Another brand new day. Last day went very smoothly, and the format really works well. The papers discussed yesterday and today can be found here: http://dl.acm.org/citation.cfm?id=3129790 (or open it directly with the UU proxy!).
paper 4 “Modeling Embedded Systems Using a Tailored View Framework and Architecture Modeling Constraints” by Andreas Morgenstern, Pablo Antonino, Thomas Kuhn, Patrick Pschorn, and Benno Kallweit, presented by Sandra Schröder
Most architecture frameworks are multi-purpose, and thus very generic. For embedded systems, many properties need to be modelled, such as real-time properties or energy consumption. These cannot easily be captured in thbese generic frameworks. The authors propos an approach based on SPES metholdology for modeling architecture of embedded systems and offers tailored elements for modeling architectures of embedded systems and an automated
mechanism to specify and perform quality checks in the models. It proposes four views: context, functional, logical, and technical, crosscutted by data models. Their main question is consistency: how can we show that the technical view adheres to the logical view? They added the software design view, with crosscutting traceability views, that allow to express properties over different views. The traceability view takes elements from different views and connect those with arcs labeled e.g. with “realizes”, and “deploys”. Such views enable completeness checks: “Every X is realized by at least one Y”, and consistency: “Every X realizes at least one Y”. Initial evaluation has been done on two cases: cherenkov telescope array and in the automotive domain, but Sandra raises the question: “what is really new in the approach?”. As the author states, the approach started in 2014. The problem is that in the domain people have problems following the architecture approach. This framework helps them in guiding model-based architecting. This framework is the core that is extended for each domain.. However, the source code level is not (yet) added to it. One of the reasons is that most people in the domain want to use code generation. So, a next interesting question would be whether the code complies to the models.
paper 5 “Are Code Smell Detection Tools Suitable for Detecting Architecture Degradation?”, by Jörg Lenhard, Mohammad Mahdi Hassan, Martin Blom and Sebastian Herold, presented by Pablo Antonio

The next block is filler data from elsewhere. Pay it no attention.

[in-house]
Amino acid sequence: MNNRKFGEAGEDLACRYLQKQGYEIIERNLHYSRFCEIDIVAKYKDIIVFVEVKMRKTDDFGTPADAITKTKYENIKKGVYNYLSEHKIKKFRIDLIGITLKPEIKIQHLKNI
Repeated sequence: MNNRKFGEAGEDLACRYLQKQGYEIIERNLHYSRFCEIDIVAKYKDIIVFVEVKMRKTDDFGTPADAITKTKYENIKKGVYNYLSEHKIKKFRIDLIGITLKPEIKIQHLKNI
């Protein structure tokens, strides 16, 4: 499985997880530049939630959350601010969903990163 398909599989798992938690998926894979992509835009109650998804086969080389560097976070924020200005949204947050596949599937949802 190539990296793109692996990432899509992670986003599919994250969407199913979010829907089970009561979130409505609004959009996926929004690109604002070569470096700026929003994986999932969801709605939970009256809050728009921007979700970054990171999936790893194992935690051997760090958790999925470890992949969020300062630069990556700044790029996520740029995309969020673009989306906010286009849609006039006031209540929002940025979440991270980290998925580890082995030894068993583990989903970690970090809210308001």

The problem is that architecture and implementation evolve independently. This raises threats of architectureal violations, such as developers having a local scope, being under time pressure, etc. A code smell is a surface indication that usaually corresponds to a deeper problem in the system. In this way, code smells could indicate architecture violations as well. This paper tries to use code smells to find architectural deteriation. They used Jabref as their object under study. With JITTAC they found 1459 inconsistencies, and 186 classes that participated in these. Next, they inspected all classes that participated to identify causes of at least one inconsistency. With tools as Findbugs, PMD, SonarQube and SonarGraph, they collected all kinds of metrics, and created a big data collection, and added response and predictor variables, resulting in a set of 10 metrics, and did a combinatorial analysis. They created a Bayes model. Initial studies found a relation between code smells detected by humans and architectural inconsistencies. However, the study shows that tooling is not that good: “it seems that it is not possible to use contemporary code smell detection tools out-of-the-box to aid in the task of architectural repair. Conclusion: more sophisticated detection mechanisms for architectural inconsistencies are needed. As Pablo states: 10 years ago he got similar results, so he hoped it would have improved. The problem with this type of tools is that humans are able to detect code smells that relate to architectural deteration, but tools not. How can we improve those tools? What is needed to make these tools perform better…